Recently, I blogged about integrity and how the dynamic and competitive environment affect this character trait.


I came across an article about Five Mistakes Managers Make When Terminating Employees, by E. Michelle Bohreer and Todd J. Zucker, posted in The first in the list, not surprisingly, is integrity related:

Withholding the real reason for termination because line managers wants to be nice.

When its time to terminate an employee, the termination meeting often includes managers with whom the employee interacted on a friendly basis during the term of employment. Such managers might be inclined not to hold the employee accountable for the misconduct that prompted the termination, or they simply might not want to cause the employee unnecessary embarrassment or emotional upset. However, it is important not to sugarcoat the reason for firing.

Employers who subscribed to this practice is bound to experience  more admin cases. Ex-employees whose termination was sugarcoated, and in some cases, financial assistance was extended, will share their luck with colleagues who are still on-board. Demoralizing good employees in the process and encouraging more disorder. In the future, management will be hard pressed in implementing its own guidelines.

This will lead us to the other termination related errors as discussed by E. Michelle Bohreer and Todd J. Zucker.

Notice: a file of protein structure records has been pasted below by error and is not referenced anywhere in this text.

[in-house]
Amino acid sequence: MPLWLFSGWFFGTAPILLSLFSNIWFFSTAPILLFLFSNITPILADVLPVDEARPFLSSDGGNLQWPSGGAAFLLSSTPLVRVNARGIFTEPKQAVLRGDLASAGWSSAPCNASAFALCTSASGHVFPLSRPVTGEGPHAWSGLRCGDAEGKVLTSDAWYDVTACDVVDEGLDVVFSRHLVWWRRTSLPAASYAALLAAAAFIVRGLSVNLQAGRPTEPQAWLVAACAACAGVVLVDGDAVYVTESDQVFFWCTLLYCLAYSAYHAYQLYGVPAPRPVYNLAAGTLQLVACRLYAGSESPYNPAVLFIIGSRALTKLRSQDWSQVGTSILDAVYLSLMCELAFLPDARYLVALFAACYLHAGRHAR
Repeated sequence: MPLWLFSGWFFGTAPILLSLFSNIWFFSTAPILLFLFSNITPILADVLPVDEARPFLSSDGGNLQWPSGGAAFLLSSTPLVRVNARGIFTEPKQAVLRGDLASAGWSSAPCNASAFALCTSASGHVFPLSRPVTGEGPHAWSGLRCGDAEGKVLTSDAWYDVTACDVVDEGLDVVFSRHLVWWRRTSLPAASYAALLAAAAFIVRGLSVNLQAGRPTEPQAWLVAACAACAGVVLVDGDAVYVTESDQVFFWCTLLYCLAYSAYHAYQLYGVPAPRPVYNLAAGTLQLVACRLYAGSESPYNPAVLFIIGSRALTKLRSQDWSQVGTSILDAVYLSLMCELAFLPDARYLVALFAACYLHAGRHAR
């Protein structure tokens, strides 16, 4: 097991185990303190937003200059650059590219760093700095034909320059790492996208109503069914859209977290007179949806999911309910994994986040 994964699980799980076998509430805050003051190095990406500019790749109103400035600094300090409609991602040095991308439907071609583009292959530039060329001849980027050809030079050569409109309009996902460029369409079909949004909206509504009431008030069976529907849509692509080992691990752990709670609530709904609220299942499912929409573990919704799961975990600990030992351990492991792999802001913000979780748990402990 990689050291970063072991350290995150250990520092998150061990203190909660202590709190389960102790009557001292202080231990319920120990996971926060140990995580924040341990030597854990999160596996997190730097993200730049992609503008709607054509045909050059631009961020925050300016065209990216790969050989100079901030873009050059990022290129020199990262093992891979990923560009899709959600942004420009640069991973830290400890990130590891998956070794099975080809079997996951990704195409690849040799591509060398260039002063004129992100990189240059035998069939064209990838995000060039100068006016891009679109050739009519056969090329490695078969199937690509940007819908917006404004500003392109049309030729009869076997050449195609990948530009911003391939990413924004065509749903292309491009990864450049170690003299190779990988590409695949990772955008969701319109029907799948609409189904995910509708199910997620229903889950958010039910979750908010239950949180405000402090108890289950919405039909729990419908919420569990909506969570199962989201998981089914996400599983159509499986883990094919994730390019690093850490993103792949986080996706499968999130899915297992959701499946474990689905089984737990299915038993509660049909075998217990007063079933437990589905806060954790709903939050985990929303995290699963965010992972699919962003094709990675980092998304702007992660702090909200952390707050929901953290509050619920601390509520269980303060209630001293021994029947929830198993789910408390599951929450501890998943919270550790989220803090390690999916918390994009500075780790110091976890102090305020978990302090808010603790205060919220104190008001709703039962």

• Failing to follow the employer’s written policies and procedures.
  • Failing to document an employee’s misconduct in a personnel file.
  • Withholding payment of employee wages.
  • Failing to remind departing employees of confidentiality and/or non-compete obligations.

These mistakes can be avoided if Managers will follow management guidelines on employee discipline, and national laws on employment or labor code. If the above mistakes are avoided, management need not fear of losing a litigation case. But again, employers still have the option on how to handle termination cases. An integrity question– to upheld the principle of right or wrong, or prefer a less turbolent and perhaps a cheaper path.

Whoever says to the guilty, “You are innocent”— peoples will curse him and nations denounce him. Prov. 24:24 (NIV)


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